Christoff: Finio Architecture transforms a former printing space into Todd Hase's furniture gallery.
Sheila Kim -- Interior Design, 11/1/2001 12:00:00 AM
Like the New York galleries that colonized the neighborhood, Todd Hase's showroom and headquarters in Soho is a minimalist industrial space of soaring heights, clean design, and thoughtfully placed pieces. Hase asked the local firm Christoff: Finio Architecture to create something "monochromatic and subdued to feature the furniture rather than the architecture," says firm principal Martin Finio. The architects began by gutting the entire former printing concern, leaving only traces of the building's history—columns, an exposed brick wall, and curved panels above the bay windows—to give character. Plywood panels patching the crumbling ceiling were removed, revealing a badly stained surface that needed to be skim-coated with plaster.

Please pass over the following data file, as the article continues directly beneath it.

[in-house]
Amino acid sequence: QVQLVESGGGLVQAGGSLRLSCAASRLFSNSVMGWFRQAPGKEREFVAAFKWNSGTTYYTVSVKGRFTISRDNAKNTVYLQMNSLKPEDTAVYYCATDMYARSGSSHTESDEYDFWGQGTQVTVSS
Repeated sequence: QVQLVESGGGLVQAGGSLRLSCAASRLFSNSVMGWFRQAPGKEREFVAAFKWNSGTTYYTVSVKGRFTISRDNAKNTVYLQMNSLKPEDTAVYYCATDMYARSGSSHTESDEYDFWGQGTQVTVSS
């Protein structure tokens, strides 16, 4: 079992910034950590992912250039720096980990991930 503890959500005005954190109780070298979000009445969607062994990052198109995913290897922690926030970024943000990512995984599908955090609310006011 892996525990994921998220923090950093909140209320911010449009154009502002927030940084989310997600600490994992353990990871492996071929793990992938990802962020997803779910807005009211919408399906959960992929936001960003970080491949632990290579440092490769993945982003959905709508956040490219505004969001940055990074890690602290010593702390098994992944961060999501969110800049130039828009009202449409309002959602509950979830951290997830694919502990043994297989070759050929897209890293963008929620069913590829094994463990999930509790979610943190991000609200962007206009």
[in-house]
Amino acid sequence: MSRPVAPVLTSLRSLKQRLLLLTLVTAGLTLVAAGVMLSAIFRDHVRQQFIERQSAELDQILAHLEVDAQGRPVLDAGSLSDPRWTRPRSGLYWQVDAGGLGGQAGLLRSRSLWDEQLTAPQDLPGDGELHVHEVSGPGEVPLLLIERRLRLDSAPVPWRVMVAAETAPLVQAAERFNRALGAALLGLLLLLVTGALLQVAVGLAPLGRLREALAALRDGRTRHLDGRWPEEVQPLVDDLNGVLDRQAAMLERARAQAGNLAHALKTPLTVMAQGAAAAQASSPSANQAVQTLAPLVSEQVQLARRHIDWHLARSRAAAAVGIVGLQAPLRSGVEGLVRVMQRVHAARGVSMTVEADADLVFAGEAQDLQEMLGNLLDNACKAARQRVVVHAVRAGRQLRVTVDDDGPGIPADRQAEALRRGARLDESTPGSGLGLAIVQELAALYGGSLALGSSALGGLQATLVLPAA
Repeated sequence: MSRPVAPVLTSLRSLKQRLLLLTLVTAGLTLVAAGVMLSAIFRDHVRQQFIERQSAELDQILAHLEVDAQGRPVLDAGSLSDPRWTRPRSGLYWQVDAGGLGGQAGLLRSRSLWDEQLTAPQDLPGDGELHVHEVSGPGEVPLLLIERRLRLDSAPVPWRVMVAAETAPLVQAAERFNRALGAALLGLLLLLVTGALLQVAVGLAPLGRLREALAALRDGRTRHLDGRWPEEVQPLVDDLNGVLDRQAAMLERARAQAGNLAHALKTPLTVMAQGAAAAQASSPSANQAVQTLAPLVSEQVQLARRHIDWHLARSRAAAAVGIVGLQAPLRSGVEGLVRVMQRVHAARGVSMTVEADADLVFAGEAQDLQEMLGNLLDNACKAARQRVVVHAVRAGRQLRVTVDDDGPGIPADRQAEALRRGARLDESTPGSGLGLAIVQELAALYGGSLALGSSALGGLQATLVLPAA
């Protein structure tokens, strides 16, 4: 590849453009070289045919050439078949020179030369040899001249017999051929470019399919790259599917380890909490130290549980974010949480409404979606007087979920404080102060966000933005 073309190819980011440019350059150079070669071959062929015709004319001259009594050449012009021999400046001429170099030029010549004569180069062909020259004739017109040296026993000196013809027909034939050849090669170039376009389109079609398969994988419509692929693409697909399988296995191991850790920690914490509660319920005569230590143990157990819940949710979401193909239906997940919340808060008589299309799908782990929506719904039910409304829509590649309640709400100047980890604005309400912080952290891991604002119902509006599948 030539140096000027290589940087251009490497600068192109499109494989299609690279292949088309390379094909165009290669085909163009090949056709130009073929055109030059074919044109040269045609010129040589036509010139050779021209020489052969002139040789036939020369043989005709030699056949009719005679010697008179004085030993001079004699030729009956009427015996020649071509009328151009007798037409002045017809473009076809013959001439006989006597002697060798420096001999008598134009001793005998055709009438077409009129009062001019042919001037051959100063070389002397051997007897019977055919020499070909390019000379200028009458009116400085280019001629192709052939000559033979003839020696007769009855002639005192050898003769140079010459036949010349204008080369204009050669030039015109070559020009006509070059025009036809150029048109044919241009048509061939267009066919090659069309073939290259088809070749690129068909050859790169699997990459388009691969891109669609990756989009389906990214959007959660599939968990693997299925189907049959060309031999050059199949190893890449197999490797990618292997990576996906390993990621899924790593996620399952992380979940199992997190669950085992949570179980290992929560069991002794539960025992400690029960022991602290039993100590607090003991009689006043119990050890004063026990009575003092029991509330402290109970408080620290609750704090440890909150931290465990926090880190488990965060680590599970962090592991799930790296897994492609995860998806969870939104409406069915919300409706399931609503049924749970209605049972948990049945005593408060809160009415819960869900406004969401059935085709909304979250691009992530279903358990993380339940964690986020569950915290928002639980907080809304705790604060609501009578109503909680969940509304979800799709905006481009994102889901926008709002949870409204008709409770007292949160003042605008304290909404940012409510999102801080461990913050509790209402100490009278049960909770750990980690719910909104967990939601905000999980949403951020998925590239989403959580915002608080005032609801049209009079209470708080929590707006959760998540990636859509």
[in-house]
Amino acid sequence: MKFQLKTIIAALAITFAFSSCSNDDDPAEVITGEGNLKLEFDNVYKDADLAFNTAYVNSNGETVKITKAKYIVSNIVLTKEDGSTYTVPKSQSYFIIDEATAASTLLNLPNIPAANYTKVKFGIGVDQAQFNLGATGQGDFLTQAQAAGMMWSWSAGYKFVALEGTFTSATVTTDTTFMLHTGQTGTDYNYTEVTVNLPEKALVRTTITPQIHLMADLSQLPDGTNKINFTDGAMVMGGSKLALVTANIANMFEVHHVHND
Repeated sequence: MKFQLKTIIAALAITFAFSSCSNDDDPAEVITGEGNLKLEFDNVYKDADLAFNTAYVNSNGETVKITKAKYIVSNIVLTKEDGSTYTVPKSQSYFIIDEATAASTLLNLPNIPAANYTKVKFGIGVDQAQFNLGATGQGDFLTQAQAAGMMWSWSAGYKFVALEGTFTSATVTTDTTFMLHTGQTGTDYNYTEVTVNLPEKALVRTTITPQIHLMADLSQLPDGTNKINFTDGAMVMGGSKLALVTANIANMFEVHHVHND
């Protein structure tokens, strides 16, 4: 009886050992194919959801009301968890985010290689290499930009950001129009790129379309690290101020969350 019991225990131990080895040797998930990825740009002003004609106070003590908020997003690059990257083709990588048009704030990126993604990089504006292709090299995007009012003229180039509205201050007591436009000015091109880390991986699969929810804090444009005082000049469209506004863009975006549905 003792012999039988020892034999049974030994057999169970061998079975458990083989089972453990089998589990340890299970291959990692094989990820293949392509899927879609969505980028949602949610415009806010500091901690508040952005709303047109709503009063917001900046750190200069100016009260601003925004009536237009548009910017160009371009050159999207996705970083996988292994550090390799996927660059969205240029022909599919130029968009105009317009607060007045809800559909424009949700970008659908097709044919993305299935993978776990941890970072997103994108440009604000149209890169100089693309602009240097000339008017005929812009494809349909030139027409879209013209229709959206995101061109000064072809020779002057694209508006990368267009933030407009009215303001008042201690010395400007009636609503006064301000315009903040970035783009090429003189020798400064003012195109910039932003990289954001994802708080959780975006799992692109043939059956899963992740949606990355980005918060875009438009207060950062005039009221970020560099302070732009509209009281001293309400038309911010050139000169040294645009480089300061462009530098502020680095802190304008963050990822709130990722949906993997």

"In terms of layout, Todd gave us a program," says the firm's other principal, Taryn Christoff. Knowing Hase's penchant for envisioning his furniture in groupings, particularly in front of walls, the architects proposed two raised "folded platforms" to give scale to the pieces and create residential settings without necessarily sealing off space with a series of rooms. "We were surprised by the amount of furniture they needed to fit there," adds Finio, making it all the more essential that the 3,500-sq.-ft. showroom not look cluttered. The display platforms, one L-shaped and the other U-shaped, are also meant to draw attention to select furnishings and are finished in a high-gloss white epoxy. Complementing these display platforms, the floors are made seamless with a poured high-gloss cement-epoxy mix. Noting that Hase likes to change furniture displays often, the architects installed a basic, flexible track-lighting grid to allow spots to highlight specific pieces as merchandise is rearranged. In the end, Christoff: Finio created a backdrop befitting Hase's contemporary-yet-classic designs and fabrics. The showroom was completed in six months; design credits extend to project architect Robert Donnelly.